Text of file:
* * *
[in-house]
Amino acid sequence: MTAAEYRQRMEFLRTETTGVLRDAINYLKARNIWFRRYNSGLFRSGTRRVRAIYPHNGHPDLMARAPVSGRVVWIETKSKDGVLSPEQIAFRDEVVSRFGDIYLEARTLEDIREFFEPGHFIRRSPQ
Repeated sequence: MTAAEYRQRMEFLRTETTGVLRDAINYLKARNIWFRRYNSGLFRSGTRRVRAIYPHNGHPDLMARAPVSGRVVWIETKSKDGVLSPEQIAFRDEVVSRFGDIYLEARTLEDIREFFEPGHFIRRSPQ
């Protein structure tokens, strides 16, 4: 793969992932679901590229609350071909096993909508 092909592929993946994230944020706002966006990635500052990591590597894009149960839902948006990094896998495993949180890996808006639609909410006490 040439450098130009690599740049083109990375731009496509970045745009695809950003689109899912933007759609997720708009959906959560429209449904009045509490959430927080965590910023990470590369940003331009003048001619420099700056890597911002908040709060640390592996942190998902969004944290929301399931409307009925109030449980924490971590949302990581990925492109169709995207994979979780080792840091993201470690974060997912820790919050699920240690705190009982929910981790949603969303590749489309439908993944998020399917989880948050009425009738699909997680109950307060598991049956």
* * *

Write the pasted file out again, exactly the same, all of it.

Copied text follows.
[in-house]
Amino acid sequence: MTAAEYRQRMEFLRTETTGVLRDAINYLKARNIWFRRYNSGLFRSGTRRVRAIYPHNGHPDLMARAPVSGRVVWIETKSKDGVLSPEQIAFRDEVVSRFGDIYLEARTLEDIREFFEPGHFIRRSPQ
Repeated sequence: MTAAEYRQRMEFLRTETTGVLRDAINYLKARNIWFRRYNSGLFRSGTRRVRAIYPHNGHPDLMARAPVSGRVVWIETKSKDGVLSPEQIAFRDEVVSRFGDIYLEARTLEDIREFFEPGHFIRRSPQ
């Protein structure tokens, strides 16, 4: 793969992932679901590229609350071909096993909508 092909592929993946994230944020706002966006990635500052990591590597894009149960839902948006990094896998495993949180890996808006639609909410006490 040439450098130009690599740049083109990375731009496509970045745009695809950003689109899912933007759609997720708009959906959560429209449904009045509490959430927080965590910023990470590369940003331009003048001619420099700056890597911002908040709060640390592996942190998902969004944290929301399931409307009925109030449980924490971590949302990581990925492109169709995207994979979780080792840091993201470690974060997912820790919050699920240690705190009982929910981790949603969303590749489309439908993944998020399917989880948050009425009738699909997680109950307060598991049956």